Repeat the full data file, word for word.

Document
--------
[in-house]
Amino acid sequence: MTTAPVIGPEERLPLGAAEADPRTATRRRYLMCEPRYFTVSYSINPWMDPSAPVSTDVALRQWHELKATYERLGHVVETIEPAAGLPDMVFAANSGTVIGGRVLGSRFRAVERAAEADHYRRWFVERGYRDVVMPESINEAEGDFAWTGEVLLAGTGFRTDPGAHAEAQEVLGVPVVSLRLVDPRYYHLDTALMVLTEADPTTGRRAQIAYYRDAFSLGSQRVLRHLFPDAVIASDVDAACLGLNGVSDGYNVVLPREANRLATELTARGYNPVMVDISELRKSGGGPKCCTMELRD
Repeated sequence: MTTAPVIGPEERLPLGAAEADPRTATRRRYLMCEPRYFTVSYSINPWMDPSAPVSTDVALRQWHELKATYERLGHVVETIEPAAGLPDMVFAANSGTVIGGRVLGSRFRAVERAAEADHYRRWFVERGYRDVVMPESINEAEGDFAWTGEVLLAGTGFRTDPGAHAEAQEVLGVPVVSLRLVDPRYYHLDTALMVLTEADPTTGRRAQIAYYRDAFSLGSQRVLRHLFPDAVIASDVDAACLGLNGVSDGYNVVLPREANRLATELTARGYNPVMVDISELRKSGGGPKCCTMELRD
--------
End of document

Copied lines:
[in-house]
Amino acid sequence: MTTAPVIGPEERLPLGAAEADPRTATRRRYLMCEPRYFTVSYSINPWMDPSAPVSTDVALRQWHELKATYERLGHVVETIEPAAGLPDMVFAANSGTVIGGRVLGSRFRAVERAAEADHYRRWFVERGYRDVVMPESINEAEGDFAWTGEVLLAGTGFRTDPGAHAEAQEVLGVPVVSLRLVDPRYYHLDTALMVLTEADPTTGRRAQIAYYRDAFSLGSQRVLRHLFPDAVIASDVDAACLGLNGVSDGYNVVLPREANRLATELTARGYNPVMVDISELRKSGGGPKCCTMELRD
Repeated sequence: MTTAPVIGPEERLPLGAAEADPRTATRRRYLMCEPRYFTVSYSINPWMDPSAPVSTDVALRQWHELKATYERLGHVVETIEPAAGLPDMVFAANSGTVIGGRVLGSRFRAVERAAEADHYRRWFVERGYRDVVMPESINEAEGDFAWTGEVLLAGTGFRTDPGAHAEAQEVLGVPVVSLRLVDPRYYHLDTALMVLTEADPTTGRRAQIAYYRDAFSLGSQRVLRHLFPDAVIASDVDAACLGLNGVSDGYNVVLPREANRLATELTARGYNPVMVDISELRKSGGGPKCCTMELRD